Tags: Cartagena, travel
We weren’t sure exactly what to expect when our flight from Panama City touched down in Cartagena. Colombia’s poor reputation as a country known for its frequent kidnappings, drug trafficking and dangerous civil conflict; a triangular war between guerrilla insurgents, right-wing paramilitaries and government forces has caused it to remain one of the less frequented stops along the so-called ‘gringo trail’. But we had also heard some really good things about traveling to Colombia, particularly the Caribbean coastal city of Cartagena. In fact, Colombia is hard at work trying to change its image amoung travelers, so much so that the country’s tourism board‘s most recent advertising slogan reads “Colombia, the only risk is wanting to stay.”
Currently getting from Panama to Colombia, or any country in South America, is a little tricky. There is no safe overland route across Panama’s Darién Gap and most people either fly or sail between the two countries. Five days aboard a sailboat sounded like too much so we decided to make the journey by air, flying in and out of Cartagena on our way south to Quito, Ecuador.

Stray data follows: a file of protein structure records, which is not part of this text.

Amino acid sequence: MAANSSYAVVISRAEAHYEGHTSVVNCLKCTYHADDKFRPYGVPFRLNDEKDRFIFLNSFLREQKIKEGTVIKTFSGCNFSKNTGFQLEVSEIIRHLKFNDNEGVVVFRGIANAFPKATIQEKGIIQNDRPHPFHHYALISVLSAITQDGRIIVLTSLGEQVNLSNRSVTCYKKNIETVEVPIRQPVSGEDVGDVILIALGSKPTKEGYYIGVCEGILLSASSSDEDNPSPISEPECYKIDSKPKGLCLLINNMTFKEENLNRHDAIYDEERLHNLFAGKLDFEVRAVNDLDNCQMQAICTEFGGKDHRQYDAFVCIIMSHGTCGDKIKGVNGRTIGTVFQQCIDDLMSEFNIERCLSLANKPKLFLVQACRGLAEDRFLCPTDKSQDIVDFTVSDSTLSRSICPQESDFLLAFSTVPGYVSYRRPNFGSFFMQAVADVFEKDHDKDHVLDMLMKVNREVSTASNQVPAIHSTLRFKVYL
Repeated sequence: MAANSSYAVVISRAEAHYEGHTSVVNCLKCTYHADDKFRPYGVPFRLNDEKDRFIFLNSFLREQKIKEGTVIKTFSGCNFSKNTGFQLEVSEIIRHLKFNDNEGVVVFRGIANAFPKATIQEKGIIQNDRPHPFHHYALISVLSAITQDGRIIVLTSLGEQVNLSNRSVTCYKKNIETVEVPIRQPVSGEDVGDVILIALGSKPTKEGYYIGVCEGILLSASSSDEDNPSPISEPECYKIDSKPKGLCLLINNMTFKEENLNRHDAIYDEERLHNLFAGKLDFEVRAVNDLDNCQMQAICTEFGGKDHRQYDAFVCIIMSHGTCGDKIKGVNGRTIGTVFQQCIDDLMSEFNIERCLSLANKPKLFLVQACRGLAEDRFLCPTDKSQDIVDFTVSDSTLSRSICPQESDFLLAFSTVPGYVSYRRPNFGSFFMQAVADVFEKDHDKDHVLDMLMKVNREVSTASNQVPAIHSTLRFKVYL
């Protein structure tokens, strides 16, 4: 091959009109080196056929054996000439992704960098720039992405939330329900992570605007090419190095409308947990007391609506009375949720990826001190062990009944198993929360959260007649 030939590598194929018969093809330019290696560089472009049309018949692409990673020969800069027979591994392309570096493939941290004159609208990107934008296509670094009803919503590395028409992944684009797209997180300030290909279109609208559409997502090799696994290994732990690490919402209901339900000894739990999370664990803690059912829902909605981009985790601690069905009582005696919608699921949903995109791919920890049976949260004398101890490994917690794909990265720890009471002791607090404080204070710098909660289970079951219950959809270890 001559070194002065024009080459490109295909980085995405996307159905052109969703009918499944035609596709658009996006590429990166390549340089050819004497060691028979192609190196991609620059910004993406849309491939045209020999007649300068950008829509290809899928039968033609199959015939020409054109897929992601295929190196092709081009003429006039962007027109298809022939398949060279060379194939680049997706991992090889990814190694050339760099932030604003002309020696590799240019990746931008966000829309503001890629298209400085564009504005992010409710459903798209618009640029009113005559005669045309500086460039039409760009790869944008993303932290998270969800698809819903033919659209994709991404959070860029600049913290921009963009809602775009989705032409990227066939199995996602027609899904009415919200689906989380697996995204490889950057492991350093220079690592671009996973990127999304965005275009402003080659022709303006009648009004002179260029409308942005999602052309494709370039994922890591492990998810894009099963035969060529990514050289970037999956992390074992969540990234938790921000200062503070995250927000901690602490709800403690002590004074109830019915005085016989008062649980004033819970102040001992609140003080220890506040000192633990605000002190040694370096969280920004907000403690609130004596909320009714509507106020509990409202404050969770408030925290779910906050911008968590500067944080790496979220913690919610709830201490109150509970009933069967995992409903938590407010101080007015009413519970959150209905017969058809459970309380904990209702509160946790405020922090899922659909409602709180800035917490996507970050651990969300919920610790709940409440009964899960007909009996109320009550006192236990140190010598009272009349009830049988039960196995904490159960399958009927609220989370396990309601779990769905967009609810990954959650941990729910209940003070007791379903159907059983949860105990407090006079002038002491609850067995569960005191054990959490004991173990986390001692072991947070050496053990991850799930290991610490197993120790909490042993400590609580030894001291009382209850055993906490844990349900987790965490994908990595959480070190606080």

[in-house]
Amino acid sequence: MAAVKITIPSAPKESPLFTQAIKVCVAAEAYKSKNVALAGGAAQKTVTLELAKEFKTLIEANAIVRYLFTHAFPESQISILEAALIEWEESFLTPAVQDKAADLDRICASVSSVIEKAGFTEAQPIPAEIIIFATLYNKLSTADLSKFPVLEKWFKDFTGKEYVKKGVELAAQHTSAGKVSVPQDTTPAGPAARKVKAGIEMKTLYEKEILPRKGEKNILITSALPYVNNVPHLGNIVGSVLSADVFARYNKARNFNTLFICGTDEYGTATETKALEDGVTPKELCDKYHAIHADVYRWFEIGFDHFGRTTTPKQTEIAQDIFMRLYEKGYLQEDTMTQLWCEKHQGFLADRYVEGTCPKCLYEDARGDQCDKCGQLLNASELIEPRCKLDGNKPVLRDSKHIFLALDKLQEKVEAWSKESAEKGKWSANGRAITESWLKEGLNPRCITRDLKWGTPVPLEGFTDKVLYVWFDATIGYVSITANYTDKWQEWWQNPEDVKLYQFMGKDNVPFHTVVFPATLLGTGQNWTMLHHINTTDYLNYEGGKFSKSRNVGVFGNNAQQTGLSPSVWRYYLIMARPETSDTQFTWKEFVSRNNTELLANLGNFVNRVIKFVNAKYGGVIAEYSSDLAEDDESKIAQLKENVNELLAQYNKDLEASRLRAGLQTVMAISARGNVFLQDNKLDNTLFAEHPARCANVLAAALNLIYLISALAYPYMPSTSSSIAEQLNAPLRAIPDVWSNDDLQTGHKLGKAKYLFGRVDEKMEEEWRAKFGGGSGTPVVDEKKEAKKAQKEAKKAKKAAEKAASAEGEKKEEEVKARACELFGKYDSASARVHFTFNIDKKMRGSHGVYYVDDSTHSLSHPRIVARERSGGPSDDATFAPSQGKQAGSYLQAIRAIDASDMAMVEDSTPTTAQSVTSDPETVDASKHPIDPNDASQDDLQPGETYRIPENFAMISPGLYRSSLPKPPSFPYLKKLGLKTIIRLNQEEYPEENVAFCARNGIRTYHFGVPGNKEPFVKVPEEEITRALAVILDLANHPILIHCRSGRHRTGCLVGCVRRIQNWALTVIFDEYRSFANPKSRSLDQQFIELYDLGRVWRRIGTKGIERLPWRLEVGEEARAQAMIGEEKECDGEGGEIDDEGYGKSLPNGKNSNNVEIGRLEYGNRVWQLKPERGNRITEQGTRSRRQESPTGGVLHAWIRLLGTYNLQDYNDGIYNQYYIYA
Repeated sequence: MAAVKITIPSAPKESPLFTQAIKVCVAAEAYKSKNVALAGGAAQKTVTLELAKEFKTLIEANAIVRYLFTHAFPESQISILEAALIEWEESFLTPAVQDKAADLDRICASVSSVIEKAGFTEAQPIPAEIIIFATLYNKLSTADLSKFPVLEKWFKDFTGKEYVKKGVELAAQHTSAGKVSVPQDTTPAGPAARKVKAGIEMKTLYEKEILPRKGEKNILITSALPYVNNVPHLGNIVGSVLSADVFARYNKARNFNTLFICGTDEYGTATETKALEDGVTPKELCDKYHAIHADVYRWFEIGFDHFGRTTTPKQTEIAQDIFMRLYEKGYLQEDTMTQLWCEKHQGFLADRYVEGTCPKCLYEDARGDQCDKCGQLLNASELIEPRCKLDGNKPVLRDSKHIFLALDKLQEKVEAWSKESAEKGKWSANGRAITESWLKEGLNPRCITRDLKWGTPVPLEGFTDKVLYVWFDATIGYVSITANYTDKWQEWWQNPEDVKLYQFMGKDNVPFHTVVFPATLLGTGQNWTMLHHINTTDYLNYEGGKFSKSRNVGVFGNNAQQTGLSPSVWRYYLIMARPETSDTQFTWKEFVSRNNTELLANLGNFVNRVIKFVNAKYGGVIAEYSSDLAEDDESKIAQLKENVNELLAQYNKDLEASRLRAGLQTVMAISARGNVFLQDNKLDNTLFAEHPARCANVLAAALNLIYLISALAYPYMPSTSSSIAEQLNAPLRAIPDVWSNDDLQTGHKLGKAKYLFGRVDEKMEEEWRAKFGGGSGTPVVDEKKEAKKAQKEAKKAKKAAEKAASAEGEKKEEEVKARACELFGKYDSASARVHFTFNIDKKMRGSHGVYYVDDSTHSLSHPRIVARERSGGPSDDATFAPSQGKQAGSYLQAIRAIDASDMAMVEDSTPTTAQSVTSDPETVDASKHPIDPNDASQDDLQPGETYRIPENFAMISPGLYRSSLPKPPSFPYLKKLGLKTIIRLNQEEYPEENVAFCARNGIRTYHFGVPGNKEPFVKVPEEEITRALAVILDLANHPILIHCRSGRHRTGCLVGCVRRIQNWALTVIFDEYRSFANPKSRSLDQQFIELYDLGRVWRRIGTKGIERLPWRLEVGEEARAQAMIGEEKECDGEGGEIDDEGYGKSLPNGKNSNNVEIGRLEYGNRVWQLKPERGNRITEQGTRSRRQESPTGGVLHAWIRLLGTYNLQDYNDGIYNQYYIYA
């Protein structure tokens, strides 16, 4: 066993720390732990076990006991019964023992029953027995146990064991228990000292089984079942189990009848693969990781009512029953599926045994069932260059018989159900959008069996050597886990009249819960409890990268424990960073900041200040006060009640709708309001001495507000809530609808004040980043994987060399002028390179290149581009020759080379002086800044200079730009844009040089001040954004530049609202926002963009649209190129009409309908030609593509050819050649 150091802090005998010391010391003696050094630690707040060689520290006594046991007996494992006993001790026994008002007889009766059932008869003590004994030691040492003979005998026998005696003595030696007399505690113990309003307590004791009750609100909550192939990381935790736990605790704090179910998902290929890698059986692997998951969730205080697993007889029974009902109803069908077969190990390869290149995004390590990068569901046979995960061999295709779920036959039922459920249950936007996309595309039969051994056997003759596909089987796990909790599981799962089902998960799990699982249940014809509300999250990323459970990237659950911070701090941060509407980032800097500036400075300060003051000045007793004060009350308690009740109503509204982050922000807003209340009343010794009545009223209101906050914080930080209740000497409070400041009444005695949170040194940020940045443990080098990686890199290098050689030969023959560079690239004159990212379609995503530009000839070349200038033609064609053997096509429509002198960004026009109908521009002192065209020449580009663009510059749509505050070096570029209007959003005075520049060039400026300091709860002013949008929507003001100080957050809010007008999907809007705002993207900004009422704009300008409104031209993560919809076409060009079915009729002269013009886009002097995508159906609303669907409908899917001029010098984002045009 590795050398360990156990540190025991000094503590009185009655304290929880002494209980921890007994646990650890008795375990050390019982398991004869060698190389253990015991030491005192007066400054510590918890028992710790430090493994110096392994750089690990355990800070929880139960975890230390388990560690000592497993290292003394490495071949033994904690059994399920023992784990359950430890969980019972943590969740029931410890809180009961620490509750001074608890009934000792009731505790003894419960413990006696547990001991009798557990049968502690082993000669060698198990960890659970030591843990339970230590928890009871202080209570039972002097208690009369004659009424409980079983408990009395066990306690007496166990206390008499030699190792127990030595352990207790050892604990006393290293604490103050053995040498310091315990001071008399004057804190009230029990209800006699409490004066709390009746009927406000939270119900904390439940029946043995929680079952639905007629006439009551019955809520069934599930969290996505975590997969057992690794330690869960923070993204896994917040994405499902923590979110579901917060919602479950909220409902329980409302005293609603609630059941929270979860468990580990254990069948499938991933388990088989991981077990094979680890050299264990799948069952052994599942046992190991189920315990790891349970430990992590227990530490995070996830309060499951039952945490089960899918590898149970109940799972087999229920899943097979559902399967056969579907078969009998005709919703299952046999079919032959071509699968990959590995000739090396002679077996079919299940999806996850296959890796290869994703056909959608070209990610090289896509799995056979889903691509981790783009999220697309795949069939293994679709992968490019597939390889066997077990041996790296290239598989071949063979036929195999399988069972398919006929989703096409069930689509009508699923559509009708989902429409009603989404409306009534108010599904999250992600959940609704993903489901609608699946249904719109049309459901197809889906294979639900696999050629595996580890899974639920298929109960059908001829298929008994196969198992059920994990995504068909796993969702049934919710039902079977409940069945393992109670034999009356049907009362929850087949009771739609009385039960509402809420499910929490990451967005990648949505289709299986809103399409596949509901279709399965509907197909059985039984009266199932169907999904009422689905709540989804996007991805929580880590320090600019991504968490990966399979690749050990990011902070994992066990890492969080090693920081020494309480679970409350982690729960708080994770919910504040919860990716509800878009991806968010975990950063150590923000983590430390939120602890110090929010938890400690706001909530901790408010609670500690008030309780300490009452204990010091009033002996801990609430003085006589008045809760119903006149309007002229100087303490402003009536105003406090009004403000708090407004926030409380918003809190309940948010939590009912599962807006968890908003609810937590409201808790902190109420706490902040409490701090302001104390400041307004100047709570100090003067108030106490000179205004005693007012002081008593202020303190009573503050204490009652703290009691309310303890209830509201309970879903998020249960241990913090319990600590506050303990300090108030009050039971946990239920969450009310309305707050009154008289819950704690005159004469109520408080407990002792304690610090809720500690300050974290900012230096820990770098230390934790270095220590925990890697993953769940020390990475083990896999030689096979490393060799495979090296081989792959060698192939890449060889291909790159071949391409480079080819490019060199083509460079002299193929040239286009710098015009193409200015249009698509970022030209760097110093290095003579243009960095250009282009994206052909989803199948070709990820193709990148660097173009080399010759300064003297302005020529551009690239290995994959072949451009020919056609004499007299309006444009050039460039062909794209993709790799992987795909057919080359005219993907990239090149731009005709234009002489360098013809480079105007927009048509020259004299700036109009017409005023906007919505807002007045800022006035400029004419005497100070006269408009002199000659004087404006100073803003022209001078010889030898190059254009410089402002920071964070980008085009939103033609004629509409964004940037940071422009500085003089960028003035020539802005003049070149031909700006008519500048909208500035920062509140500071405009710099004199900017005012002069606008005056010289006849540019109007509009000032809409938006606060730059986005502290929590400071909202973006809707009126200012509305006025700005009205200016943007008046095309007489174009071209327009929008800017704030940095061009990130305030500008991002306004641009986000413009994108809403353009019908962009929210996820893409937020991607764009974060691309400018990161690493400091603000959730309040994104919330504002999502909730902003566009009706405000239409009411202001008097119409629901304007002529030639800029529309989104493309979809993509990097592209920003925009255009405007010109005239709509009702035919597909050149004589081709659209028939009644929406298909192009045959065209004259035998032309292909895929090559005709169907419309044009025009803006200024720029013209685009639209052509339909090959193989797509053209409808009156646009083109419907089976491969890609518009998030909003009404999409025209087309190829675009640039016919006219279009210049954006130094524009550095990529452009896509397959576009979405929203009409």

Published June 21, 2009
Tags: Isla Taboga, Panama City
We visited Isla Taboga on a day trip from Panama City. Popular with wealthy Panamanians who anchor their boats just offshore and day-tripping residents and tourists, it’s a small place with only one road and no traffic. The beautiful beaches stretching around the island are a welcome escape from the noise and congestion of Panama City. Isla Taboga is only reachable by boat or ferry. Public ferries depart from the causeway located 7km outside of the city center, thus helping to maintain the island’s exclusivity. Lodging on the island is beginning to go up-market and there is talk of construction beginning on a high-end resort. In the meantime however, Isla Taboga remains a laid-back, affordable destination; assuming of course, that you hold out for a driver willing to offer a reasonable taxi fare down to the causeway.
Aside from visits to Isla Taboga and the canal there’s not much else to do in Panama City. We spent our time catching up on the lastest new releases, eating fast food and visiting the mall.